The noble Paris, and true Romeo, dead.

265She wakes, and I entreated her come forth

And bear this work of heaven[26] with patience.

But then a noise did scare me from the tomb,

And she, too desperate, would not go with me

But as it seems, did violence on herself.

270All this I know, and to the marriage her Nurse is privy.

And if aught in this miscarried by my fault,[27]

Let my old life be sacrificed some hour before his time

Unto the rigor of severest law.


We still have known thee for a holy man.

275Where’s Romeo’s man? What can he say to this?


I brought my master news of Juliet’s death,

by horseback

And then in post° he came from Mantua,

To this same place, to this same monument.

This letter he early bid me give his father,

280And threatened me with death, going in the vault,

If I departed not, and left him there.


Give me the letter; I will look on it.

Where is the County’s page that raised the Watch?

Sirrah, what made your master[28] in this place?


285He came with flowers to strew his lady’s grave,

And bid me stand aloof, and so I did.

Anon comes one with light to open the tomb,

And, by and by, my master drew on him,

And then I ran away to call the Watch.


290[reading letter] This letter doth make good the Friar’s words.

Their course of love, the tidings of her death;

And here he writes that he did buy a poison

Of a poor apothecary, and there with it

Came to this vault to die and lie with Juliet.

295Where be these enemies? Capulet? Montague?

See what a scourge is laid upon your hate

That heaven finds means to kill your joys with love!

And I, for winking at your discords,[29] too

Have lost a brace of kinsmen. All are punished.


300O brother Montague, give me thy hand.


This is my daughter’s jointure°, for no more

Can I demand.


But I can give thee more,

For I will raise her statue in pure gold

305That whiles Verona by that name is known,[30]


There shall be no figure at such rate be set°

As that of true and faithful Juliet.


As rich shall Romeo’s[31] by his lady’s lie,

Poor sacrifices for our enmity.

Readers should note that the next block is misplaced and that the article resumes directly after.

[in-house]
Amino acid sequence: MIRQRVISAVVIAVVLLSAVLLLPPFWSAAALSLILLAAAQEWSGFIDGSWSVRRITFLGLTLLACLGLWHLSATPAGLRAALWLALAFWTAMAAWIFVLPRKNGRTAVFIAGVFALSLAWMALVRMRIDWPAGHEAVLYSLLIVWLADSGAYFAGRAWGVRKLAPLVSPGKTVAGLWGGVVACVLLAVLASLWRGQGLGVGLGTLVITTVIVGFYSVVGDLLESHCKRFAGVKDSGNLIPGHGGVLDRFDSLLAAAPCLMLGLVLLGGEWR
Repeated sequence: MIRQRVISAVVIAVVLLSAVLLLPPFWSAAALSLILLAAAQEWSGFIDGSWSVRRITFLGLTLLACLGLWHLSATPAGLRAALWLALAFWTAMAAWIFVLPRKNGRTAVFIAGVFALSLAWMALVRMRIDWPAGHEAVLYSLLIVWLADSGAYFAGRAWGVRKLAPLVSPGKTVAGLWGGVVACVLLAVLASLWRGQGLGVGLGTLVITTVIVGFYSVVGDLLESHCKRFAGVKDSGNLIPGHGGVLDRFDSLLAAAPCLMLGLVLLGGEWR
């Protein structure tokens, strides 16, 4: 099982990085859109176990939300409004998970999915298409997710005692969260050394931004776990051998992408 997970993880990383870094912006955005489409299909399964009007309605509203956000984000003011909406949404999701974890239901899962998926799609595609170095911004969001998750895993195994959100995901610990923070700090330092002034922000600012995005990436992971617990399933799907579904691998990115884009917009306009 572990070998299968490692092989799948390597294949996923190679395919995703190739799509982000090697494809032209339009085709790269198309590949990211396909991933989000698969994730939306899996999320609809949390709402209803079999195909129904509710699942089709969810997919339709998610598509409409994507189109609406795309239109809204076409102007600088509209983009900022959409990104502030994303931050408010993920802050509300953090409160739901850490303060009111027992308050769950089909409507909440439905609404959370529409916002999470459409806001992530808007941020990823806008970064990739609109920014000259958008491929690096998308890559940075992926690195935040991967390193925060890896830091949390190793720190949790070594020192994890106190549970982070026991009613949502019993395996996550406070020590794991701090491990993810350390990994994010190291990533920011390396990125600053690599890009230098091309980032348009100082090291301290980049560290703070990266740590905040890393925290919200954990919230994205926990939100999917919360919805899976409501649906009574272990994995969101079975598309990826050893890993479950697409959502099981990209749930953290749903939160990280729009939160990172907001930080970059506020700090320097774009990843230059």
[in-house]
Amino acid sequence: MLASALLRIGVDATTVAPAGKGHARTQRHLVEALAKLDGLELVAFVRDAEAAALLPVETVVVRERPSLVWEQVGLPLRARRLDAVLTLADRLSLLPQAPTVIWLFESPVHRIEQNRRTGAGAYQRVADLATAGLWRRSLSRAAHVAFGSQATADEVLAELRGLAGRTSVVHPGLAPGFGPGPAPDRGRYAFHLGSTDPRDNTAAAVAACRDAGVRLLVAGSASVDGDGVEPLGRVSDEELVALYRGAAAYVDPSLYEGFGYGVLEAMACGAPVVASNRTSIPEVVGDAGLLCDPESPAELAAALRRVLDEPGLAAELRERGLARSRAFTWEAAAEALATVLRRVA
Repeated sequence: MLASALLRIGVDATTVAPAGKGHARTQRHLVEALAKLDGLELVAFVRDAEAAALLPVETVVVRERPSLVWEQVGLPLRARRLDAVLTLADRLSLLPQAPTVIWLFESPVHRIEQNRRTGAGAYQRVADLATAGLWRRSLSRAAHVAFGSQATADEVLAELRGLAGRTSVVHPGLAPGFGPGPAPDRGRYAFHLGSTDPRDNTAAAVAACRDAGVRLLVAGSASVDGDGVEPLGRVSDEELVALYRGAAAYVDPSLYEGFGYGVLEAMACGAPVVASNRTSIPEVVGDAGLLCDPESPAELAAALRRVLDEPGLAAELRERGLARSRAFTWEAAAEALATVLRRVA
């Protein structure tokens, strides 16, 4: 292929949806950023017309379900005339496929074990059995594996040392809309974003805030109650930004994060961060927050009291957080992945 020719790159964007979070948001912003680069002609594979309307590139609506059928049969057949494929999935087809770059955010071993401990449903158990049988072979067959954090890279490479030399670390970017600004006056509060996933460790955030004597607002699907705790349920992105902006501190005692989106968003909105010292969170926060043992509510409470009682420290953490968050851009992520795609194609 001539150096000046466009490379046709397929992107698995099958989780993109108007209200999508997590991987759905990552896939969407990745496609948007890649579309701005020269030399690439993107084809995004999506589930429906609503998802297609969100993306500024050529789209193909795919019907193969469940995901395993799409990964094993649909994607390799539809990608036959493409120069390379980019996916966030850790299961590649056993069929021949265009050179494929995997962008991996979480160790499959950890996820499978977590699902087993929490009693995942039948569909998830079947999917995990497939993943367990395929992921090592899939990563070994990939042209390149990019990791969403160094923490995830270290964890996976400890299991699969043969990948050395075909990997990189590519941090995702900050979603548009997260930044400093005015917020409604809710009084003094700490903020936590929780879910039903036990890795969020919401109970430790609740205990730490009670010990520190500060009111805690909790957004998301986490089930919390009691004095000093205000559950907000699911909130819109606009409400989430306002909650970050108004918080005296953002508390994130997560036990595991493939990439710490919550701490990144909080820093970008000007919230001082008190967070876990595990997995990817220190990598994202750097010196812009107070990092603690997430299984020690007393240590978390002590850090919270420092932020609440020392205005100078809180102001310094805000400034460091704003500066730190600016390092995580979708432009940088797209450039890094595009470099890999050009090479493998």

310A glooming peace this morning with it brings.

The sun for sorrow shall not show his head.

Go hence to have more talk of these sad things.

Some shall be pardoned, and some punishèd.

For never was a story of more woe

315Than this of Juliet and her Romeo.

Exit all

  1. My bosom’s lord: my heart
  2. love itself possessed: i.e., love in real life
  3. post horses: horses for rent, which were kept at inns
  4. Your looks are pale and wild: Balthasar acknowledges the mania in Romeo's actions
  5. Let’s see for means: i.e., how can I do this?
  6. I pray thy...thy will: He will pay for the poison because the Friar is poor, not because he wills it.
  7. get thyself in flesh: meaning, “get some meat on your bones”
  8. “Here in…let us forth”: he was quarantined because the searchers suspected him of having the plague
  9. not nice but full of charge: not trivial, but full of important instructions
  10. iron crow: an iron rod used as a lever
  11. all along: flat
  12. The obsequies that I for thee will keep: i.e., the funeral rites that I will perform for you
  13. In dear employment: i.e., for important reasons
  14. Put not another sin upon my head: Do not make me kill again.
  15. unsubstantial Death is amorous: i.e., death is in love with Juliet
  16. lean abhorrèd monster: i.e. Death characterized as thin and detestable.
  17. With worms that are thy chambermaids: i.e. Worms are characterized as servants to Juliet, tending to her grave.
  18. Saint Francis: the patron saint of Italy
  19. his house: the dagger’s sheath
  20. That warns my old age to a sepulcher: i.e., makes her feel old
  21. Grief of my son's exile hath stopped her breath: i.e., Montague's wife died due to the emotional weight of losing her son.
  22. And lead you even to death: i.e., be your leader in grief
  23. let mischance be slave to patience: i.e., let patience guide your misfortune
  24. make: give evidence
  25. For whom, and not for Tybalt, Juliet pined: i.e., Friar implies Juliet only care about Romeo and cares nothing for Tybalt.
  26. this work of heaven: i.e., this tragedy
  27. if aught in this miscarried by my fault: i.e., if anything in this was my fault
  28. what made your master: i.e., what was he doing?
  29. winking at your discords: looking the other way
  30. whiles Verona by that name is known: while Verona is called Verona
  31. Romeo’s: meaning Romeo’s statue


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Romeo and Juliet Copyright © 2021 by Rebecca Olson is licensed under a Creative Commons Attribution-NonCommercial-ShareAlike 4.0 International License, except where otherwise noted.